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Why would it?FSX is not the only software I run for enjoyment on my box, and I'm sure many people around here are the same. It is hard at times to taxi around a runway, and see dismally low textures on buildings, and the trees that continue to make my head hurt. I know there are tons of them, all over the place, but the trees just have never looked right to me. The ground textures have gotten much better thanks to the high res. And, the aircraft textures are crisp and clear. It is just the way that the sim struggles to move around images and graphics (fps) that are not exactly "cutting edge." Crysis, and others are going a different route (super realistic imagery), and I do not want to start a first person shooter analysis vs. Flight Sims. However..he does have a point when he says starting from scratch might be the way to go, I have to agree. Otherwise we will always have bits of the old sims, patched over with some new design/features. If anything at all, I would at least rest a little easier knowing...or hoping/thinking that the code is at least somewhat less bloated after a complete rewrite....?? maybe... my humble opinion.....and yes...I love this sim - even at the occasional or consistent 15fps.Danon O.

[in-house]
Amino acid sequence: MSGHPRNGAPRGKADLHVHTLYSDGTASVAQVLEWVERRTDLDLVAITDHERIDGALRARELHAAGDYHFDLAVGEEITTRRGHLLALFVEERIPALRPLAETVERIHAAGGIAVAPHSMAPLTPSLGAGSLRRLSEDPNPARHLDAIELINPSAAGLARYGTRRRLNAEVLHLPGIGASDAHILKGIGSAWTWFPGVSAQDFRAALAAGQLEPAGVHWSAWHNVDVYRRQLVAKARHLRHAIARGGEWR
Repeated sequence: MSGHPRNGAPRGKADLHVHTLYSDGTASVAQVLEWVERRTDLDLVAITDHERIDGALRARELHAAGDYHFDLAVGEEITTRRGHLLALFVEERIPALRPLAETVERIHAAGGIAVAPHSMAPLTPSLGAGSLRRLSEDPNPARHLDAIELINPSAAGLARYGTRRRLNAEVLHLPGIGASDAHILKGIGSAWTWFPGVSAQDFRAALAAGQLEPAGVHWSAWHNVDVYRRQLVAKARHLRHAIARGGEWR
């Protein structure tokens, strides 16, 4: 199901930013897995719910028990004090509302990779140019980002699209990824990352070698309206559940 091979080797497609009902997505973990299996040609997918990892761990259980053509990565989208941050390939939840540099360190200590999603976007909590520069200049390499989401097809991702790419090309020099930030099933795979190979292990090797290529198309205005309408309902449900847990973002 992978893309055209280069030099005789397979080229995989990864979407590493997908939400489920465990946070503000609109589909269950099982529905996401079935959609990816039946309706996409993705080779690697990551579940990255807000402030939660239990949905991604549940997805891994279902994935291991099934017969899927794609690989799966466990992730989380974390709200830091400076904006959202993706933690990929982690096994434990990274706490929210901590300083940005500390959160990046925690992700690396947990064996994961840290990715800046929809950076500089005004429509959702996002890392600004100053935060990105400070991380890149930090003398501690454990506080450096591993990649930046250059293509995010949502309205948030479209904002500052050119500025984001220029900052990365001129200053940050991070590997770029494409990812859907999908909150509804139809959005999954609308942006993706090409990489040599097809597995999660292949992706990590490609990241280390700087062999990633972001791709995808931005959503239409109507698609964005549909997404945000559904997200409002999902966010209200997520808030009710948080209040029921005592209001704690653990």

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FS doesn't need a new engine. They need to alter their thinking toward threading- a major shift in thinking. Now that threading is more related to performance, things need to be spun off.They will be in time. Maybe it won't be until FS11. Maybe we'll be on our way with SP2 or the DX10 renderer. I'm very confident that SP1 will yield real improvements, but many will not be satsified.If it's technically possible for third parties to have their aircraft run as threaded modules, Then on multicore systems PMDG will not kill performance. However I do not know if that is possible at this time, even with simconnect.I have a 4 year old system that runs FSX remarkably well. Sure I cannot fly in many cities- but I can fly into Atlanta with Delta and Airtran AI! Other cited are a 5FPS slideshow, but I get over 22 in minor cities like Boise. Needless to say, I fly alot in Boise...